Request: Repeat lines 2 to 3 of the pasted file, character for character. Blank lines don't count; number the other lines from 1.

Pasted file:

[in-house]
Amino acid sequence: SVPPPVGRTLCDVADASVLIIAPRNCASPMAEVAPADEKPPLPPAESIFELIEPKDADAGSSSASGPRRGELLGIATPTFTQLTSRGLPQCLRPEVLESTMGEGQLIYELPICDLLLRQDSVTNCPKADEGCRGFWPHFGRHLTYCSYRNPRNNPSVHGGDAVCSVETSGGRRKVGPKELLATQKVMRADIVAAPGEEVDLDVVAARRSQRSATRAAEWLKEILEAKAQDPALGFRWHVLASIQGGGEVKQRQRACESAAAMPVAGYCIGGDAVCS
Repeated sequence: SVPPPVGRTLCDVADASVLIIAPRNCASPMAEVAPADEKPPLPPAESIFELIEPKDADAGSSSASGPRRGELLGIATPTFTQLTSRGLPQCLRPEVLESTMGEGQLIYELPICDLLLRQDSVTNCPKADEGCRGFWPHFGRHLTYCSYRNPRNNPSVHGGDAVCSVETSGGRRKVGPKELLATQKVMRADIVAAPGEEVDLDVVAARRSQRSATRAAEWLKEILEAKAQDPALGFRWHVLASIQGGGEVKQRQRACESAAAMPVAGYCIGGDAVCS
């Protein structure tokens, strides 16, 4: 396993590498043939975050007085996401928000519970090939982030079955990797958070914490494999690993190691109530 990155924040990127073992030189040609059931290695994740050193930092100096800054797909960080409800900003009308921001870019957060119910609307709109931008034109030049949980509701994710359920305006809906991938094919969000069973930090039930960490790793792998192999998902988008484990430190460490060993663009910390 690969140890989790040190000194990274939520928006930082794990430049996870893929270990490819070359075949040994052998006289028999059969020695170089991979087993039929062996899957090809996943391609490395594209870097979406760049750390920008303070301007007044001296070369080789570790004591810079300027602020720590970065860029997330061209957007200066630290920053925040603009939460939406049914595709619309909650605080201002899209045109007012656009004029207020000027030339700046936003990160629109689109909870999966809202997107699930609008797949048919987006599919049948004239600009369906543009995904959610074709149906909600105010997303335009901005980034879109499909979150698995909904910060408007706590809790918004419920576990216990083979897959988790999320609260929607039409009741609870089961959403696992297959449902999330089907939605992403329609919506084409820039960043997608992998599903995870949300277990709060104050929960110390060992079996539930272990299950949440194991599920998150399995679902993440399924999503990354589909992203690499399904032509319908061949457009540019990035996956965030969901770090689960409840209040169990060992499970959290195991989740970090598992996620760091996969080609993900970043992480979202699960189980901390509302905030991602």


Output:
Amino acid sequence: SVPPPVGRTLCDVADASVLIIAPRNCASPMAEVAPADEKPPLPPAESIFELIEPKDADAGSSSASGPRRGELLGIATPTFTQLTSRGLPQCLRPEVLESTMGEGQLIYELPICDLLLRQDSVTNCPKADEGCRGFWPHFGRHLTYCSYRNPRNNPSVHGGDAVCSVETSGGRRKVGPKELLATQKVMRADIVAAPGEEVDLDVVAARRSQRSATRAAEWLKEILEAKAQDPALGFRWHVLASIQGGGEVKQRQRACESAAAMPVAGYCIGGDAVCS
Repeated sequence: SVPPPVGRTLCDVADASVLIIAPRNCASPMAEVAPADEKPPLPPAESIFELIEPKDADAGSSSASGPRRGELLGIATPTFTQLTSRGLPQCLRPEVLESTMGEGQLIYELPICDLLLRQDSVTNCPKADEGCRGFWPHFGRHLTYCSYRNPRNNPSVHGGDAVCSVETSGGRRKVGPKELLATQKVMRADIVAAPGEEVDLDVVAARRSQRSATRAAEWLKEILEAKAQDPALGFRWHVLASIQGGGEVKQRQRACESAAAMPVAGYCIGGDAVCS